The Voice of Nursing

Guest post for RN.FM Radio: http://rnfmradio.com/the-voice-of-nursing/

“And your very flesh shall be a great poem…”

(Walt Whitman)

 When pondering the great writers of the past one will inevitably recall the name Walt Whitman—father of free verse—arguably the most influential poet in American history. It’s generally expected to learn that, in addition to publishing incomparable poems, Whitman also worked as a teacher and a journalist. Would it surprise you to discover that he was also a nurse? Indeed, he served as a volunteer nurse during the American Civil War, initially traveling to Washington D.C. in 1862 to care for his brother (a wounded soldier), ultimately staying on to work in a wartime hospital. It is said that during this time he lived on a modest salary and spent much of his income purchasing supplies for those he nursed.

Whitman isn’t the only gifted writer to wield a stethoscope. A plethora of other names come to mind, including:

  • Anton Chekov (Physician, Master of the Short Story)
  • Sir Author Conan Doyle (Physician, most noted for his fictional stories about Sherlock Holmes)
  • Oliver Wendell Holmes, Sr. (Physician, regarded as one of the greatest writers of the 19th century)
  • John Keats (licensed Apothecary, among the most beloved of all English poets)

It’s pretty incredible when you think about it, and most certainly fitting. Great writing is borne of inspiration, and what is more inspiring than the human body? And who are its gatekeepers?

 This grand tradition continues today through the stories and poems of award winning authors such as Richard Selzer (surgeon), Judy Schaefer and Cortney Davis (both nurses), and many others.  Even the founding editor of WebMD (Tom Lombardo) is an accomplished poet. Who knew?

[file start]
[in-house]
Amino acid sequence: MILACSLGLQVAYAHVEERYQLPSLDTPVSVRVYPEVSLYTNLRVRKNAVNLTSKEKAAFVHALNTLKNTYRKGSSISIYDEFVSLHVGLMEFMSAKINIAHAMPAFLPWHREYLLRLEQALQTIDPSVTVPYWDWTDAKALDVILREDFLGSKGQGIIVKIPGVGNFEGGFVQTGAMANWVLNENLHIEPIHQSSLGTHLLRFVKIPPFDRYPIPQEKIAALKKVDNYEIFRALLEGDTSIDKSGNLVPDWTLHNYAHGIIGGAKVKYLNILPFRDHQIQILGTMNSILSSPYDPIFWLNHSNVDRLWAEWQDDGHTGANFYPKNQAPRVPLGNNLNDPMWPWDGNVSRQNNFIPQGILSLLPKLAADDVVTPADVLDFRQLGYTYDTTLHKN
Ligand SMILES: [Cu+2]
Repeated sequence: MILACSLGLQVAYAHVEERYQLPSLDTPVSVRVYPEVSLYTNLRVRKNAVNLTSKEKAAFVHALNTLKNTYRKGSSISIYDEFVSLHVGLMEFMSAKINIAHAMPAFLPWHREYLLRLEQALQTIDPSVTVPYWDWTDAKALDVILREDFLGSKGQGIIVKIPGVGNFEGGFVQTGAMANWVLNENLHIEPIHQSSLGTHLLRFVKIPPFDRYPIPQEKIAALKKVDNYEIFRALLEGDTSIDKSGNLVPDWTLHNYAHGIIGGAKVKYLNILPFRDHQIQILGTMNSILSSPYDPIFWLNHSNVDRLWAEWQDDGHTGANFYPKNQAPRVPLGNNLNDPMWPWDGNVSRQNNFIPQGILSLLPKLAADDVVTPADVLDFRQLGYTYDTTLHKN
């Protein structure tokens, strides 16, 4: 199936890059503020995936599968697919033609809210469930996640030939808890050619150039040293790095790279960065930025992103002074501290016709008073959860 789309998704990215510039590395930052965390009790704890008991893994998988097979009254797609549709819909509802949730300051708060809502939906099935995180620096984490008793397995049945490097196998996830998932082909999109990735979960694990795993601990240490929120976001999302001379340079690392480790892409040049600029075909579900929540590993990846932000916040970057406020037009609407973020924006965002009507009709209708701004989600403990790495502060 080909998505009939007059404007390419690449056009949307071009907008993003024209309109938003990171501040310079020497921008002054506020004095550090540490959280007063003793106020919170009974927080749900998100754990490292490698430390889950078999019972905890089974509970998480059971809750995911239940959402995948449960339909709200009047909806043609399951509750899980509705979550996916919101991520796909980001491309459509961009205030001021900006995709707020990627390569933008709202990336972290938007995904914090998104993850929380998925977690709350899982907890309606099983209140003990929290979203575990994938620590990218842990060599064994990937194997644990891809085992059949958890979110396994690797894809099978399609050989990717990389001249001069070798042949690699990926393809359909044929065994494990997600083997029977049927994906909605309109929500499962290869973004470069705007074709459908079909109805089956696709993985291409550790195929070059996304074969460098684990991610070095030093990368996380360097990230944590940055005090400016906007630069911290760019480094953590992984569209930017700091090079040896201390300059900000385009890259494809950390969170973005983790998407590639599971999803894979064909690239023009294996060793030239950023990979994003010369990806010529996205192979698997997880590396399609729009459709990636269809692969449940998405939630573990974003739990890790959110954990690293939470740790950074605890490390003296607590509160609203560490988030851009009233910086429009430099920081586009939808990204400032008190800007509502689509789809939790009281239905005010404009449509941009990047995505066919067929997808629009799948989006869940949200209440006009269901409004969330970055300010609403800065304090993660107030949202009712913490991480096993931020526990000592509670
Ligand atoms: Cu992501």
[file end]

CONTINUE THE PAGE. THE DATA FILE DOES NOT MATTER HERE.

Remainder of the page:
Equally remarkable is the relative ease with which one’s literary voice may be heard.  There are numerous journals (both print and online) that showcase work stemming from medical humanities. Physicians, nurses, and patients alike are encouraged to submit original stories and poems based on their experiences. One such journal is the Bellevue Literary Review (BLR). According to NewPages.com:

 …no human thing is more universal than illness, in all its permutations, and no literary publication holds more credibility on the subject than the Bellevue Literary Review.

A quick click on the links tag of the BLR website reveals even more publications seeking healthcare related submissions (http://blr.med.nyu.edu/about/links), including The Healing Muse (Upstate Medical Center), Hektoen International, JAMA and the American Journal of Nursing. Anyone may submit and generally there is no reading fee, unless one is seeking publication in a contest issue.

Of course, there are a few basic principles to follow when sharing your creative voice with the world:

  • Just as a virtuoso pianist must make time for practice, so should an aspiring writer. You must fine-tune your instrument. Make time to write on a regular basis. Consider keeping a journal.
  • READ! I cannot stress this enough, so I’ll say it again, and again. READ! Then READ some more!
  • Explore reputable organizations for resources and guidance, such as:
  1. Academy of American Poets
  2. The Poetry Foundation
  3. Poetry Society of America
  4. Poets and Writers
  5. Winning Writers
  • Always use correct grammar and punctuation. Yes, it truly is that important.
  • You must protect patient privacy. Unless you have written permission, never use the name of a patient, colleague, or institution in a creative writing piece.
  • Listen to editors regarding possible suggestions to improve the quality of your work. Emily Bronte once wrote, proud people breed sad sorrows for themselves. Emily Bronte was right.

Are you feeling inspired yet? Perhaps it’s prudent to consider another timeless quote from Walt Whitman:

“I sound my barbaric yawp over the rooftops of the world.”

What else is there to say? Who doesn’t appreciate a good yawp? Now get to it!

 

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